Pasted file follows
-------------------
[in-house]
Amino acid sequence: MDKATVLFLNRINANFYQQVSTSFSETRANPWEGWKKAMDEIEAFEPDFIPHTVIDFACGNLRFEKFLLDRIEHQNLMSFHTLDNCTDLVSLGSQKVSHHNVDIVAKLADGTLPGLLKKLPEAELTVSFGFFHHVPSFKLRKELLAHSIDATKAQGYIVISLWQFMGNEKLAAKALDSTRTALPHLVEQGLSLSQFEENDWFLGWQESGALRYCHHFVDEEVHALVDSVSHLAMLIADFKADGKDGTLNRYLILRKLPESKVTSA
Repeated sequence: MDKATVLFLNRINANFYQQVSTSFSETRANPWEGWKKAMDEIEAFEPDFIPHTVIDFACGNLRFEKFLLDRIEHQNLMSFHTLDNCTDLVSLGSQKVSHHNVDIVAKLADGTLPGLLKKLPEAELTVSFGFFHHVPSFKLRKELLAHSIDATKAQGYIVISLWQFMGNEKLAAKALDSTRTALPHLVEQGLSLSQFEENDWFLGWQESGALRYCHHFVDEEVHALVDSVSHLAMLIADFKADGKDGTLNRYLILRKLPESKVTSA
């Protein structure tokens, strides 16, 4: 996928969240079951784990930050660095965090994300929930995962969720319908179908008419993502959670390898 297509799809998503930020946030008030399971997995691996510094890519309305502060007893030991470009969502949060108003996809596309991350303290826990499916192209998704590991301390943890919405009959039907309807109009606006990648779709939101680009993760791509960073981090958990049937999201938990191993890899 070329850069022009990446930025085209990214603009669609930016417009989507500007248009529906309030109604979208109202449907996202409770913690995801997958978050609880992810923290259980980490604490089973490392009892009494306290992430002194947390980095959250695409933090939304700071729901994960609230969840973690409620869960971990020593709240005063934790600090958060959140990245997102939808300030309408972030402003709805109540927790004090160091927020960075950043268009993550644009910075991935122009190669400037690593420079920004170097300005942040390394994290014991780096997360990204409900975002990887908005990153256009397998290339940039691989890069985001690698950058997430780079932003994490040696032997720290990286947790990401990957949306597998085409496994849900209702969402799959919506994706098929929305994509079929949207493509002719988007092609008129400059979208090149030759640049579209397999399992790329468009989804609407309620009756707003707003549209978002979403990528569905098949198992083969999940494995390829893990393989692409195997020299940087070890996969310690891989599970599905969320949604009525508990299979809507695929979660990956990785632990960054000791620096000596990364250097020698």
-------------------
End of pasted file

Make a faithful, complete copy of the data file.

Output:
[in-house]
Amino acid sequence: MDKATVLFLNRINANFYQQVSTSFSETRANPWEGWKKAMDEIEAFEPDFIPHTVIDFACGNLRFEKFLLDRIEHQNLMSFHTLDNCTDLVSLGSQKVSHHNVDIVAKLADGTLPGLLKKLPEAELTVSFGFFHHVPSFKLRKELLAHSIDATKAQGYIVISLWQFMGNEKLAAKALDSTRTALPHLVEQGLSLSQFEENDWFLGWQESGALRYCHHFVDEEVHALVDSVSHLAMLIADFKADGKDGTLNRYLILRKLPESKVTSA
Repeated sequence: MDKATVLFLNRINANFYQQVSTSFSETRANPWEGWKKAMDEIEAFEPDFIPHTVIDFACGNLRFEKFLLDRIEHQNLMSFHTLDNCTDLVSLGSQKVSHHNVDIVAKLADGTLPGLLKKLPEAELTVSFGFFHHVPSFKLRKELLAHSIDATKAQGYIVISLWQFMGNEKLAAKALDSTRTALPHLVEQGLSLSQFEENDWFLGWQESGALRYCHHFVDEEVHALVDSVSHLAMLIADFKADGKDGTLNRYLILRKLPESKVTSA
């Protein structure tokens, strides 16, 4: 996928969240079951784990930050660095965090994300929930995962969720319908179908008419993502959670390898 297509799809998503930020946030008030399971997995691996510094890519309305502060007893030991470009969502949060108003996809596309991350303290826990499916192209998704590991301390943890919405009959039907309807109009606006990648779709939101680009993760791509960073981090958990049937999201938990191993890899 070329850069022009990446930025085209990214603009669609930016417009989507500007248009529906309030109604979208109202449907996202409770913690995801997958978050609880992810923290259980980490604490089973490392009892009494306290992430002194947390980095959250695409933090939304700071729901994960609230969840973690409620869960971990020593709240005063934790600090958060959140990245997102939808300030309408972030402003709805109540927790004090160091927020960075950043268009993550644009910075991935122009190669400037690593420079920004170097300005942040390394994290014991780096997360990204409900975002990887908005990153256009397998290339940039691989890069985001690698950058997430780079932003994490040696032997720290990286947790990401990957949306597998085409496994849900209702969402799959919506994706098929929305994509079929949207493509002719988007092609008129400059979208090149030759640049579209397999399992790329468009989804609407309620009756707003707003549209978002979403990528569905098949198992083969999940494995390829893990393989692409195997020299940087070890996969310690891989599970599905969320949604009525508990299979809507695929979660990956990785632990960054000791620096000596990364250097020698």